NAO questions value for money of PFI contracts

Building work on the £335m Royal Liverpool Hospitals PFI project came to a halt this week, following Carillion's collapse.

Over the next 25 years, the government will pay nearly £200bn of public money to contractors under private finance deals, according to a new report by the government’s spending watchdog.

Coming hard on the heels of the collapse of public service provider Carillion, the National Audit Office (NAO) has also found a lack of evidence to show that private finance projects offer better value than public procurement. Instead, following a study of more than 700 existing public-private projects, it revealed that the cost of privately financing public projects can be 40% higher than relying only on government money.

According to the NAO, there are currently 716 operational private finance deals with a capital value of around £60bn. Annual charges for these deals were £10.3bn in 2016-17. The NAO estimates that even if no new deals are undertaken, future charges until the 2040s will amount to £199bn.

Reacting to the report, Labour’s Meg Hillier, chair of the public accounts committee, slammed PFI deals as an effective way of delivering public projects. “After 25 years of PFI, there is still little evidence that it delivers enough benefit to offset the additional costs of borrowing money privately,” she said. Hillier also criticised the current government’s PFI reform and the introduction of PF2. “I am concerned that The Treasury has relaunched PFI under new branding, without doing anything about most of its underlying problems. We need more investment in our schools and hospitals but if we get the contracts wrong, taxpayers pay the price,” she said.

The NAO looked at PFI deals drawn up over 25 years under Conservative and Labour governments, as well as the new PF2, which was introduced in December 2012 as an improved public-private financing regime by the David Cameron government.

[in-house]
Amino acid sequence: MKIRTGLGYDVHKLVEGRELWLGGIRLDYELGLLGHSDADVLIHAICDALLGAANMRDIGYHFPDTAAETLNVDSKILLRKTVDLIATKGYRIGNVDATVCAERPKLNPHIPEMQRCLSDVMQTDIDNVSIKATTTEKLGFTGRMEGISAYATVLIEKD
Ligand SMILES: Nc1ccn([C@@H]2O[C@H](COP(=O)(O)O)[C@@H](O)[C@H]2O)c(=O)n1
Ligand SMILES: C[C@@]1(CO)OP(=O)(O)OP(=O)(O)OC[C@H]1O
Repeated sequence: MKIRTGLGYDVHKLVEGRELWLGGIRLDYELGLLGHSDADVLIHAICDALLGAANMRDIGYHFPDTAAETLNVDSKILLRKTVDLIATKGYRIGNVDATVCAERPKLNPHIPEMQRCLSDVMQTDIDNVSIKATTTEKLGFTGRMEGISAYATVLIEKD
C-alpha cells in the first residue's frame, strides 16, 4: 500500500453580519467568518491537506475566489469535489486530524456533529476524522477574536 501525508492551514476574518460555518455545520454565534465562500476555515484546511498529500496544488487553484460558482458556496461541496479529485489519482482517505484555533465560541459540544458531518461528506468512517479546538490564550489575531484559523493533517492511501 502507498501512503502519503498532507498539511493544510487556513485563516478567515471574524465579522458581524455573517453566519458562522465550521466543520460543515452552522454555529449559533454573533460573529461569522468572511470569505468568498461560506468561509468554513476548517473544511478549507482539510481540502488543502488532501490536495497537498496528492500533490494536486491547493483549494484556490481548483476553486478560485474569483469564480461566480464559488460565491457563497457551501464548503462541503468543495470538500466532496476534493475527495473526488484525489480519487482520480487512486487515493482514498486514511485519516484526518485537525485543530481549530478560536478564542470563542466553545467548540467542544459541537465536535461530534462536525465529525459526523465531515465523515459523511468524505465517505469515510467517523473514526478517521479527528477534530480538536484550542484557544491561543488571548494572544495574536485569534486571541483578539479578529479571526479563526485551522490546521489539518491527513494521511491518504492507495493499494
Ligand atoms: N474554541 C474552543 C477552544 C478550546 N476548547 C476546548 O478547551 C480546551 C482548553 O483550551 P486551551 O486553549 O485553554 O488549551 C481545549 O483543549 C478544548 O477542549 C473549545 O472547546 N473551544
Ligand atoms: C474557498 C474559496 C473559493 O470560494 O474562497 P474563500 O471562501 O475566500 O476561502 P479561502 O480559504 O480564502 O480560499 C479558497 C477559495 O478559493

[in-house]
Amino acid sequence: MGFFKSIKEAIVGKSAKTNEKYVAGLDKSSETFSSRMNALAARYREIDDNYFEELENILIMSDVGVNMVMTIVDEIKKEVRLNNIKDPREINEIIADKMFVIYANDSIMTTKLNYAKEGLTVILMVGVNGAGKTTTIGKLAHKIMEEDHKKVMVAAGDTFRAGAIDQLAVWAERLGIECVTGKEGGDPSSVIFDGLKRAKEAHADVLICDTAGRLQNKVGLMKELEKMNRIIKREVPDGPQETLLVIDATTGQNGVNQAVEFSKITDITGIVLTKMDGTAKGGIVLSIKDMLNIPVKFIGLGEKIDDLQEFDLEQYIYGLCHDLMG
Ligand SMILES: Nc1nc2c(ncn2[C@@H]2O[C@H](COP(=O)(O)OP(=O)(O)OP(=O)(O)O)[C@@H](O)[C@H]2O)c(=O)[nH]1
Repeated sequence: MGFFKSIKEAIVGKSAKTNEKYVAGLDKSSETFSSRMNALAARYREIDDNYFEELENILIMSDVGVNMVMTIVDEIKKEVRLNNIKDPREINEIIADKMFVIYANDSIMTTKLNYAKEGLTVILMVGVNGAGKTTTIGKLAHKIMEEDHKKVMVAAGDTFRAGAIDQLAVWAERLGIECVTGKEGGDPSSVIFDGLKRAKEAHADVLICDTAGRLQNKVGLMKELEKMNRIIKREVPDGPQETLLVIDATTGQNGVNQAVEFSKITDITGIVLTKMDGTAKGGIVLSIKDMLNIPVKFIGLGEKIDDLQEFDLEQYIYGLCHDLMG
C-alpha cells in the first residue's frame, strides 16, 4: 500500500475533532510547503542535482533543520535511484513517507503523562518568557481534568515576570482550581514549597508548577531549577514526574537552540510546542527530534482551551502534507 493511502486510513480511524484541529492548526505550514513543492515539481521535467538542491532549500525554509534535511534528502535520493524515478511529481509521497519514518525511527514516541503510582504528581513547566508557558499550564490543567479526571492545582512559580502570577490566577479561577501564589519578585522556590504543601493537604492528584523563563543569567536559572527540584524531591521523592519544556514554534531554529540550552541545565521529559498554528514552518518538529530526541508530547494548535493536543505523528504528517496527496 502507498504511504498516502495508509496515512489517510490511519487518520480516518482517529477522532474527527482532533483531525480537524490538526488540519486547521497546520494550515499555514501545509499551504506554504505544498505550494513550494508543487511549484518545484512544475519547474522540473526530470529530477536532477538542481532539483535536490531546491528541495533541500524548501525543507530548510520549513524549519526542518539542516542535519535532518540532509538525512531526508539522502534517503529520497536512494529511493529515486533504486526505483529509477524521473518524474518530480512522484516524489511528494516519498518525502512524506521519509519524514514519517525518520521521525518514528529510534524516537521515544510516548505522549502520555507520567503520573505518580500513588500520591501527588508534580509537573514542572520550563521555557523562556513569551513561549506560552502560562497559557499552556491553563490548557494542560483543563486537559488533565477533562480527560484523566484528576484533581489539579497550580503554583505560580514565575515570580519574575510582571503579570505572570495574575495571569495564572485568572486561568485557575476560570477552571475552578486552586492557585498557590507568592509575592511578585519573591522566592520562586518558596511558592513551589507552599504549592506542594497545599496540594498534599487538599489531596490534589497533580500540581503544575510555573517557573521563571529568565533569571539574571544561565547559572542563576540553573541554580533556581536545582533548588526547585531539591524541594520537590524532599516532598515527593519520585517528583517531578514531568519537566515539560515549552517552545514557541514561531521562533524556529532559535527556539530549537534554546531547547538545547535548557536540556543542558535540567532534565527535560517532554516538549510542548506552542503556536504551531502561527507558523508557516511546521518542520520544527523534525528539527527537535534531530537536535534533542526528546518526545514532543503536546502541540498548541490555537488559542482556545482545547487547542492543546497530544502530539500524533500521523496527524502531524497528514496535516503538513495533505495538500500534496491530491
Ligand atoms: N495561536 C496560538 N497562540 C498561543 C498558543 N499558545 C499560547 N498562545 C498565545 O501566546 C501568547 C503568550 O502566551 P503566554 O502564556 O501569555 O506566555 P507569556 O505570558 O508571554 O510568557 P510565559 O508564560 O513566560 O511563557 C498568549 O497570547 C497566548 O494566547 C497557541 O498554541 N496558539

The report concluded that overall cash spending on private finance deals is higher than publicly financed alternatives and an analysis of the costs for building one group of schools revealed “costs are around 40% higher than the costs of a project financed by government borrowing,” said the NAO.

Labour’s  shadow chief secretary to the Treasury, Peter Dowd, said that the NAO justified his party’s pledge to end PFI and replace it with a more cost-effective way of funding public projects. The report, said Dowd, “raises more questions over the use of PFI in a week in which the Carillion scandal has left many fearing for their jobs and standard of their public services”.

Commenting on the NAO’s report, a government spokesman said: “We have reformed how we manage PFI contracts, and through PF2 have created a model which improves transparency and offers better value for money. Taxpayer money is protected through PFI and PF2 as the risks of construction and long-term maintenance of a project are transferred to the private sector.”

Dowd said Labour would “draw a line under the failed PFI approach to public investment and replace it by a transparent and accountable approach, which will reduce the costs and deliver significant savings to the taxpayer.”

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